- To revoke, affirm or change whole or part of the previous orders passed by the Emergency Arbitrator including the issuance of additional orders.
- To correct any computational error as well as clerical or typographical errors or any other mistake in the award passed by the Emergency Arbitrator.
- Pass an additional award regarding a claim which has been presented in the arbitration proceedings but has not been adjudicated upon by the Emergency Arbitrator in its previous award.
An inherent power has also been granted to the Emergency Arbitrator under Article 9.15 of the Rules 2020. It states that the Emergency Arbitrator shall have all the powers for the purpose of administering the proceedings of emergency arbitration and will include powers that have not been expressly provided under Article 9B of the Rules 2020.
- Provision for Recognition/Derecognition of Proceedings by the Reconstituted Arbitral Tribunal
Both the earlier and the new rules provide for the replacement of an arbitrator on account of doubts pertaining to an arbitrator's suitability, independence, or impartiality. However, in the event of replacement of an arbitrator, the Rules 2014 had no provision regarding the fate of the proceedings that were being conducted by the erstwhile Arbitral Tribunal (Arbitral Tribunal which consisted of the arbitrator who was replaced). Article 11.3 of the Rules 2020 provides substantial power to the reconstituted Arbitral Tribunal to decide on the recognition of the previous proceedings and the extent to which such proceedings should be recognised.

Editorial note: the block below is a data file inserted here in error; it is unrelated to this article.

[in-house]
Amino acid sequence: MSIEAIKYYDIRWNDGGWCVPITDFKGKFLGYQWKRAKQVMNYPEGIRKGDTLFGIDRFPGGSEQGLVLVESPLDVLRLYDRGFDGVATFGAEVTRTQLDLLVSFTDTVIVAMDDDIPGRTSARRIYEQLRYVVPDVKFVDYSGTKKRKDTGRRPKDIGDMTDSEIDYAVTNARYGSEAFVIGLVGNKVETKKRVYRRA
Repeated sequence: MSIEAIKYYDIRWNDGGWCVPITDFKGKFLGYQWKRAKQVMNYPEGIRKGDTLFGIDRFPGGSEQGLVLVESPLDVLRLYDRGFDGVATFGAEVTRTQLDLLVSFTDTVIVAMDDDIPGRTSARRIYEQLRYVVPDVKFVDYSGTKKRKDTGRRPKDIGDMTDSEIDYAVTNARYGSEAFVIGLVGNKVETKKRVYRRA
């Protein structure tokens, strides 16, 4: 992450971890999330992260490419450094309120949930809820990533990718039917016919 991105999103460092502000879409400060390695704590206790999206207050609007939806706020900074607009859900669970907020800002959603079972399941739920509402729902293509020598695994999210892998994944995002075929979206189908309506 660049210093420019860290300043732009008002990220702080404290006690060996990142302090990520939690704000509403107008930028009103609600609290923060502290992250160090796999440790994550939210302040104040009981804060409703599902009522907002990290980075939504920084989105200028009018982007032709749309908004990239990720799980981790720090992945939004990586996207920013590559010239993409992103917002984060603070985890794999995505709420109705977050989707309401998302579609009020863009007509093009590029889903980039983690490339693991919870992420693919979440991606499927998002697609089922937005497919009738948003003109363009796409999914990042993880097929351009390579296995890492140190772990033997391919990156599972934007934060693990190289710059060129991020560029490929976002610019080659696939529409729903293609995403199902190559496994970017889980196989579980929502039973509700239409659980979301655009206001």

- Conduct of Proceedings under Article 14 of the LCIA Rules 2020.
A substantial change has been brought to Article 14 of Rules 2020 in comparison to Article 14 in the erstwhile 2014 Rules, both of which pertains to the conduct of the arbitration proceedings. The Rules 2020 have been restructured to fill the lacuna present in Rules 2014. In contrast to the old rule, the new Rule 14.5, grants powers to the Arbitral Tribunal for the purpose of passing procedural orders. Further, new Rule 14.6 provides different modes for the Arbitral Tribunal to exercise its power under Rule 14.5, which includes the following:
- Limiting the contents of the written statement or dispensing with the written statement which is to be delivered under Article 15 of the Rules 2020.
- Limiting the oral or written testimony of any witnesses in accordance with Article 20.4 of the Rules 2020.
- To adopt and utilise technology to enhance the efficiency and expediency of the arbitration proceedings.
- Deciding the stage at which any issues shall be determined and in what order such issues shall be determined in accordance with Article 22.1(vii) of the Rules 2020.